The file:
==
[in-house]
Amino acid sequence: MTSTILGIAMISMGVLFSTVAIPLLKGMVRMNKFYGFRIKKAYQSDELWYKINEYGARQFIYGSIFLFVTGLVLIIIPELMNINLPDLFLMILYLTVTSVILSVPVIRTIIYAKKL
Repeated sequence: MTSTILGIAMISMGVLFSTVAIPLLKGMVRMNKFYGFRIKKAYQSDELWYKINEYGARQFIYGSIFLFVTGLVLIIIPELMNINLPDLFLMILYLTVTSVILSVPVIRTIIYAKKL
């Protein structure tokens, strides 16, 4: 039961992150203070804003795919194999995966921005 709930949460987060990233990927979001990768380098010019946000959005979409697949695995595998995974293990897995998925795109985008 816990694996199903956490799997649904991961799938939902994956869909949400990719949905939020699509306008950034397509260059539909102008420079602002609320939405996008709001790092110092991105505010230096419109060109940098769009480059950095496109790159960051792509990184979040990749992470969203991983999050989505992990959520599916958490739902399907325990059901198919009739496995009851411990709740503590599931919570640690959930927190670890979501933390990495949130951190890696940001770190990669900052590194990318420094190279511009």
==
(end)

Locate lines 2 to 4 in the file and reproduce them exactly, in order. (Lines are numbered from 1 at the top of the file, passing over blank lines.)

Amino acid sequence: MTSTILGIAMISMGVLFSTVAIPLLKGMVRMNKFYGFRIKKAYQSDELWYKINEYGARQFIYGSIFLFVTGLVLIIIPELMNINLPDLFLMILYLTVTSVILSVPVIRTIIYAKKL
Repeated sequence: MTSTILGIAMISMGVLFSTVAIPLLKGMVRMNKFYGFRIKKAYQSDELWYKINEYGARQFIYGSIFLFVTGLVLIIIPELMNINLPDLFLMILYLTVTSVILSVPVIRTIIYAKKL
């Protein structure tokens, strides 16, 4: 039961992150203070804003795919194999995966921005 709930949460987060990233990927979001990768380098010019946000959005979409697949695995595998995974293990897995998925795109985008 816990694996199903956490799997649904991961799938939902994956869909949400990719949905939020699509306008950034397509260059539909102008420079602002609320939405996008709001790092110092991105505010230096419109060109940098769009480059950095496109790159960051792509990184979040990749992470969203991983999050989505992990959520599916958490739902399907325990059901198919009739496995009851411990709740503590599931919570640690959930927190670890979501933390990495949130951190890696940001770190990669900052590194990318420094190279511009």